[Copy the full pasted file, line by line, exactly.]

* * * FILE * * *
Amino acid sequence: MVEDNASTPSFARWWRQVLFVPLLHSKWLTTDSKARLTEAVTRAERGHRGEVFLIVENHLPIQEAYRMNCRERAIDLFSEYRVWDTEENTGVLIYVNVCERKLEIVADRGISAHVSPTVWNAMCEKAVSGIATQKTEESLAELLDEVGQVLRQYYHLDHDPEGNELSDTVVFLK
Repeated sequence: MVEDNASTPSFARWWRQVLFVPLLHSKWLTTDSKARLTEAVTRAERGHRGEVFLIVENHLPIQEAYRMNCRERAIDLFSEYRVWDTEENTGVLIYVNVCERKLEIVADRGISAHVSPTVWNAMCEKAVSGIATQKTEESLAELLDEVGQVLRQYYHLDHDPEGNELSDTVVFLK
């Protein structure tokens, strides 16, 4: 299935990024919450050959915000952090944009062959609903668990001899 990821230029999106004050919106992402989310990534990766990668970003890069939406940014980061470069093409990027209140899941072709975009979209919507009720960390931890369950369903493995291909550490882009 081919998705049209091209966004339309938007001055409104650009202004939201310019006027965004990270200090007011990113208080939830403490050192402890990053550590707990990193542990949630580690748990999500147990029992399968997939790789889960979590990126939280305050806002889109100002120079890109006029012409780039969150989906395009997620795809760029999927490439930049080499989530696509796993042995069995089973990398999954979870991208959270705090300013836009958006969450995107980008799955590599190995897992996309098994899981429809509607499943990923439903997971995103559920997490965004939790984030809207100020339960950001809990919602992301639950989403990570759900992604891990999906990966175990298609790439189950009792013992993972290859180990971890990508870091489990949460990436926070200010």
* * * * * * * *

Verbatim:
Amino acid sequence: MVEDNASTPSFARWWRQVLFVPLLHSKWLTTDSKARLTEAVTRAERGHRGEVFLIVENHLPIQEAYRMNCRERAIDLFSEYRVWDTEENTGVLIYVNVCERKLEIVADRGISAHVSPTVWNAMCEKAVSGIATQKTEESLAELLDEVGQVLRQYYHLDHDPEGNELSDTVVFLK
Repeated sequence: MVEDNASTPSFARWWRQVLFVPLLHSKWLTTDSKARLTEAVTRAERGHRGEVFLIVENHLPIQEAYRMNCRERAIDLFSEYRVWDTEENTGVLIYVNVCERKLEIVADRGISAHVSPTVWNAMCEKAVSGIATQKTEESLAELLDEVGQVLRQYYHLDHDPEGNELSDTVVFLK
């Protein structure tokens, strides 16, 4: 299935990024919450050959915000952090944009062959609903668990001899 990821230029999106004050919106992402989310990534990766990668970003890069939406940014980061470069093409990027209140899941072709975009979209919507009720960390931890369950369903493995291909550490882009 081919998705049209091209966004339309938007001055409104650009202004939201310019006027965004990270200090007011990113208080939830403490050192402890990053550590707990990193542990949630580690748990999500147990029992399968997939790789889960979590990126939280305050806002889109100002120079890109006029012409780039969150989906395009997620795809760029999927490439930049080499989530696509796993042995069995089973990398999954979870991208959270705090300013836009958006969450995107980008799955590599190995897992996309098994899981429809509607499943990923439903997971995103559920997490965004939790984030809207100020339960950001809990919602992301639950989403990570759900992604891990999906990966175990298609790439189950009792013992993972290859180990971890990508870091489990949460990436926070200010």